The Needlestick Safety and Prevention Act was passed in 2000 in order to help protect workers who were at risk of developing diseases due to the exposure to bloodborne pathogens and other bodily fluids.
Incorporating this new law into their Bloodborne Pathogens Standard, the Occupational Safety and Health Administration (OSHA) set guidelines that all companies are forced to follow.
To provide a better overview of what these standards entail, this article covers what bloodborne pathogens are, what the standards are, and who is expected to follow them.
What Are Bloodborne Pathogens?
Bloodborne pathogens are harmful viruses, bacteria, and other microorganisms found in the human blood or other bodily fluids. These dangerous materials can cause severe illness for those who are exposed to them.
These diseases include but are not limited to:
- Hepatitis B and C
- Human Immunodeficiency Virus (HIV)
What Job Fields Fall Under the Bloodborne Pathogens Standards
Health care professionals and biohazard remediation specialists are two of the most well-known groups to fall under these standards. This is due to the fact that they come across bodily fluids on a daily basis, making their risk of contracting a disease higher.
Others who are included are as follows:
- Those who have direct contact with a patient/resident
- Those who draw blood
- Those who work with blood or other bodily fluids
- Those who handle contaminated equipment
OSHA’s Bloodborne Pathogen Standards
Companies and employees who work closely among dangerous bodily fluids and blood are expected to follow these standards or else they risk the chance of disease, termination from their job, hefty fines, and jail time.
These standards are as follows:
All companies must have a written Exposure Control Plan (ECP). This plan is designed to minimize the risk of employee exposure. All employees should receive appropriate and thorough training to be able to comprehend and execute the ECP. This training is required to be free of charge and given to the employee during work hours.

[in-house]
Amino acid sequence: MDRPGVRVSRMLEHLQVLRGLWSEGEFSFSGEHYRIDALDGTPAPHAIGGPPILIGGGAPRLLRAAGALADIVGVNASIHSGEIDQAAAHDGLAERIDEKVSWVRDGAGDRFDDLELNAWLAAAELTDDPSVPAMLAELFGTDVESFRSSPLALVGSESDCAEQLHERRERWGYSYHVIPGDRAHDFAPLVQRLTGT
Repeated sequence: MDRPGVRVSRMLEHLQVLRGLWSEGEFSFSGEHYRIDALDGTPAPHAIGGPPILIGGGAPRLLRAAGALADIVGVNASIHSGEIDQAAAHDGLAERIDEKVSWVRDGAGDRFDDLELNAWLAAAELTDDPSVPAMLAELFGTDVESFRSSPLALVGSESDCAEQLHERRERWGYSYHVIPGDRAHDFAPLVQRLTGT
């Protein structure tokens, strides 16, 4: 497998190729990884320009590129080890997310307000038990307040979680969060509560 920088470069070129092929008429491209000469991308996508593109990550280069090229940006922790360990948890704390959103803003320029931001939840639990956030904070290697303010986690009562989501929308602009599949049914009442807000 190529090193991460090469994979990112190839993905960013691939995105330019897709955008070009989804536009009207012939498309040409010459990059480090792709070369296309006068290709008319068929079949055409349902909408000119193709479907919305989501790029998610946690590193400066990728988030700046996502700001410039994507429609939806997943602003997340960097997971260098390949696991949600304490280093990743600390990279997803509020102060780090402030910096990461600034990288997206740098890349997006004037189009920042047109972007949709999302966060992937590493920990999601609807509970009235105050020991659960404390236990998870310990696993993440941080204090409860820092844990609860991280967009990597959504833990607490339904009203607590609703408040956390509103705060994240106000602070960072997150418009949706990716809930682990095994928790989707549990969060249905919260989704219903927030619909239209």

Use of Standard Precautions. Standard precautions require that employees treat blood and other bodily fluids as if they do contain harmful materials, such as the Hepatitis B virus. This is true even if the patient under question is considered “lower risk” for having any diseases.
Use Personal Protective Equipment. This equipment should be used whenever there is even a slight risk of coming into contact with blood or bodily fluids.
Wash Hands. This includes before and after coming into contact with a patient, blood, or bodily fluid. Hands should be washed thoroughly to eliminate the risk of passing diseases from bloodborne pathogens.
Use of needle safe devices. This is to reduce the risk of sharps exposure. This includes having proper disposal bins.
Use of safety containers. to move and dispose of hazardous materials. This includes properly labeling containers under infectious waste or with biohazard materials to ensure that the container is properly handled.
Post-Exposure Evaluation. This is to address the issue if an employee was in direct contact with blood or bodily fluids so that they can get proper treatment.
Hepatitis B Vaccination. This vaccination should be made available to all employees to stop the spread of the disease.
Eating, drinking and applying cosmetics is forbidden when exposed to bloodborne pathogens and bodily fluid. Doing so increases the risk that someone can become contaminated or exposed to hazardous bacteria.
Steps to Take if You Were Exposed to Infectious Materials
Any exposure to blood or bodily fluids can put you at risk of developing diseases from harmful bacteria and viruses.
If you have come into contact with infectious material, you need to take these steps immediately:
- Wash cuts or pricks with soap and water
- Wash thoroughly any splashes to the nose, mouth, or skin with water
- Flush out eyes with clean water or saline
- Report the exposure to your instructor or supervisor
- Seek medical attention and evaluation immediately
If you need biohazard remediation after the loss of a loved one or from a horrific accident, make sure you contact the specialists at Red Responders.
Our employees have been thoroughly trained under OSHA regulations and provide discreet and safe cleanup. Call us today for more information on our services.